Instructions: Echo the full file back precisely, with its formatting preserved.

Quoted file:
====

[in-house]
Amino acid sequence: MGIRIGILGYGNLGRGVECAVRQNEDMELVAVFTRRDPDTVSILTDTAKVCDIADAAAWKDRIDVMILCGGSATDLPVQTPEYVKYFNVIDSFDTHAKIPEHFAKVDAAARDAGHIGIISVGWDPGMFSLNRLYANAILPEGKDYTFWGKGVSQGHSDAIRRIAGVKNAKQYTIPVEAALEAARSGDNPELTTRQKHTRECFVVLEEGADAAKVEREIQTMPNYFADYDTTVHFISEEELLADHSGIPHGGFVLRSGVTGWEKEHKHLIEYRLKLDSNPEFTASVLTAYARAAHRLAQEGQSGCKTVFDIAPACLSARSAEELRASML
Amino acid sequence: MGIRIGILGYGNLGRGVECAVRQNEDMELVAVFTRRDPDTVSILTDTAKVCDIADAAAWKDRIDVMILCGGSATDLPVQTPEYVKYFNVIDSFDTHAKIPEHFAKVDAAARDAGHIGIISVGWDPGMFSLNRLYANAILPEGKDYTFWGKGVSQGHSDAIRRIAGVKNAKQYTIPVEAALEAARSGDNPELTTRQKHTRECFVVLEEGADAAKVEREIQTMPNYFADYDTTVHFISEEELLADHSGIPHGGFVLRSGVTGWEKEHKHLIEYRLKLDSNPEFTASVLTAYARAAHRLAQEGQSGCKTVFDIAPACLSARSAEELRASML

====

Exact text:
[in-house]
Amino acid sequence: MGIRIGILGYGNLGRGVECAVRQNEDMELVAVFTRRDPDTVSILTDTAKVCDIADAAAWKDRIDVMILCGGSATDLPVQTPEYVKYFNVIDSFDTHAKIPEHFAKVDAAARDAGHIGIISVGWDPGMFSLNRLYANAILPEGKDYTFWGKGVSQGHSDAIRRIAGVKNAKQYTIPVEAALEAARSGDNPELTTRQKHTRECFVVLEEGADAAKVEREIQTMPNYFADYDTTVHFISEEELLADHSGIPHGGFVLRSGVTGWEKEHKHLIEYRLKLDSNPEFTASVLTAYARAAHRLAQEGQSGCKTVFDIAPACLSARSAEELRASML
Amino acid sequence: MGIRIGILGYGNLGRGVECAVRQNEDMELVAVFTRRDPDTVSILTDTAKVCDIADAAAWKDRIDVMILCGGSATDLPVQTPEYVKYFNVIDSFDTHAKIPEHFAKVDAAARDAGHIGIISVGWDPGMFSLNRLYANAILPEGKDYTFWGKGVSQGHSDAIRRIAGVKNAKQYTIPVEAALEAARSGDNPELTTRQKHTRECFVVLEEGADAAKVEREIQTMPNYFADYDTTVHFISEEELLADHSGIPHGGFVLRSGVTGWEKEHKHLIEYRLKLDSNPEFTASVLTAYARAAHRLAQEGQSGCKTVFDIAPACLSARSAEELRASML